Southwark Council Prepared To Evict Heygate Estate Tenants


SOUTHWARK Council says it is prepared to take action to evict remaining tenants from the Heygate Estate, if they refuse ‘reasonable’ offers to leave the council estate in Elephant and Castle, south-east London.

The Lib Dem and Tory-run council says that there are 130 remaining tenants, 82 secure tenants, 25 non-secure tenants and 32 leaseholders still living on the estate.

The council broke promises it made to build new homes for the Heygate tenants to move ‘straight into’, under the ‘£1.5 billion’ Elephant and Castle regeneration scheme to sell-off the land to private developers.

But tenants were told they still had to move off the estate, even though a deal with regeneration partner Lend Lease had still not been signed by the July deadline.

After a September 30 deadline for clearing the estate expired, the council issued a statement from Kim Humphreys, the Tory executive member for housing, which said: ‘We will continue to rehouse people as quickly as suitable homes become available.

‘We have a legal duty to meet statutory housing needs so no one will be expected to take a property that does not meet the criteria.

‘We aim to meet reasonable housing aspirations with regards to location, floor level, etc, but we have to work with the available stock.

‘We ask that residents are open and willing to prioritise their aspirations where they all can’t be met in a single property.’

Heygate tenants have been told to use the council’s Homesearch scheme to look for alternative accommodation.

This is a scheme where they have to ‘bid’, along with people from across the borough in need of housing, for advertised properties – both council and private sector homes owned by housing associations.

But they are also now being given ‘direct offers’, which could lead to evictions if tenants refuse to take them.

‘We had unusual conditions because we had the Lakanal emergency,’ a Southwark Council spokesman said, referring to the fire in Camberwell this summer in which six people died.

‘Direct offers will continue to be given,’ the spokesman continued. ‘The council is working very hard with the remaining tenants.’

Southwark’s spokesman said the council was working ‘closely with residents’ to get ‘as close to what they want with what’s available’.

But the spokesman added that ‘we have evicted people’, including a secure tenant who owed ‘thousands of pounds in rent that they refused to pay’.

Southwark’s spokesman said evictions are a ‘possibility’, if the council feels there is not a good reason for a tenant refusing a direct offer of alternative accommodation from the council.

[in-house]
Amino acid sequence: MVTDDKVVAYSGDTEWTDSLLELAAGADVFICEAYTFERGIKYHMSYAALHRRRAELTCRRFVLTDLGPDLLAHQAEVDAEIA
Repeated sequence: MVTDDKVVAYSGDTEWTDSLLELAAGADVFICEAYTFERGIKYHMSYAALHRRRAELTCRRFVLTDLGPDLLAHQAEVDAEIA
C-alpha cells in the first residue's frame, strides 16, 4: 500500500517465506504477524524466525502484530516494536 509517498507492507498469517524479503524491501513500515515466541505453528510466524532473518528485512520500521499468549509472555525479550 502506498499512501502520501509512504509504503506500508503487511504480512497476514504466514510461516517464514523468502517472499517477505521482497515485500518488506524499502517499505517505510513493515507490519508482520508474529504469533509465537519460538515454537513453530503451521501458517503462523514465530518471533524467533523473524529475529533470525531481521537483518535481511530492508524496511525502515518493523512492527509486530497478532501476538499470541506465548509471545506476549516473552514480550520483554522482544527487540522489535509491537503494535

There may be eviction proceedings against remaining tenants who refuse direct offers that the council considers reasonable, but this would be decided on an individual basis, continued the spokesman, who also said that tenants who reasonably refused an offer could be given another one.

But ‘if we think it’s a suitable offer, according to the individual circumstances’, then action could be taken, said the spokesman.

‘But it’s not in every case. It’s a last resort. It is not a blanket approach,’ the council’s spokesman added.

In August, local Liberal Democrat MP Simon Hughes declared that he was not giving Southwark Council an easy time.

But Hughes said tenants should be ready to leave the estate, saying: ‘It would be silly to stop now . . . the estate has to be ready for when the deal is signed’.

Hughes said tenants must be ready to accept the council had made them a fair offer, should a decision go against them.

He said: ‘Among the families I have been working with are two families whose cases have been to court. . . In these cases, the council appears to have acted properly and on both cases the judge has agreed with this.

‘Happily, even once an eviction order has been agreed, it is possible to come to a reasonable arrangement with the council about rehousing. I continue to support these families in these discussions.’

But tenants who have resisted the council’s eviction threats say they have not been given reasonable offers and are demanding that the estate is reopened and refurbished, and those tenants who want to move back are allowed to do so.

These are the demands of the South-East London Council of Action, which was set up to oppose the destruction of council homes on Heygate and Aylesbury estates.